Migrants and the Russian State in the 20th Century: Opportunities and Limitations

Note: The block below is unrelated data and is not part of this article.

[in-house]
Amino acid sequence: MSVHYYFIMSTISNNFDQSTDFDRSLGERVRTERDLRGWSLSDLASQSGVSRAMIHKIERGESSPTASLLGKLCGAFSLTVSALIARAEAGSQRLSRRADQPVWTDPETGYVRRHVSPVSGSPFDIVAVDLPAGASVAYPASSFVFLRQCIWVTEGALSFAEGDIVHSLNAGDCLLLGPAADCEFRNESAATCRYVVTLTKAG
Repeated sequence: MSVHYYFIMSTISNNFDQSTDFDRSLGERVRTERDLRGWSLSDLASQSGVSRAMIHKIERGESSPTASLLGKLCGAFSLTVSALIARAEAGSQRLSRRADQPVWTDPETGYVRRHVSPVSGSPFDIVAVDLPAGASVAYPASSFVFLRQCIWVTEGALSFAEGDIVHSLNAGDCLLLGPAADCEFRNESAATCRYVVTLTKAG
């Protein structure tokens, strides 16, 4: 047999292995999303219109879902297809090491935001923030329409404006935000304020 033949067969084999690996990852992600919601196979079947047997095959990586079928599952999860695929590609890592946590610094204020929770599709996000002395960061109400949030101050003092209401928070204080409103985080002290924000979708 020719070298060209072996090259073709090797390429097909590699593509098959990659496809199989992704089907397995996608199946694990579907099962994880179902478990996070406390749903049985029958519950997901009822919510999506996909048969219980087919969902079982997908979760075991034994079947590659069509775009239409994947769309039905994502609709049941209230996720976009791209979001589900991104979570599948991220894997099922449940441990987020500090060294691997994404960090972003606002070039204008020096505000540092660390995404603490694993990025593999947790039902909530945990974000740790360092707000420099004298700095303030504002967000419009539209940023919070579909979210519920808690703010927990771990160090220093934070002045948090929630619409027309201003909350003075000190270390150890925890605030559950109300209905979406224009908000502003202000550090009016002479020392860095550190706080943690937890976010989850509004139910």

This article continues to examine the issue of ‘escapees’ raised by L. Siegelbaum and L. P. Moch in their work Escaping in Twentieth-Century Russia. In the author’s opinion, during most of the 20th century the Russian state reacted most strongly to violations of the political regime, often preferring not to notice economic migration. This was due to the carefully concealed inability of the authorities to control the population totally. Violations of the regime of territorial movement by individual migrants were possible due to the uncoordinated actions of central and local authorities. With the gradual liberalisation of the Soviet system in the second half of the twentieth century, migrants were increasingly able to move legally. Refusing to coercively regulate migratory flows led to the displacement of the political factor in migrations by the economic one, which in turn caused a narrowing of ‘autocratic’ space.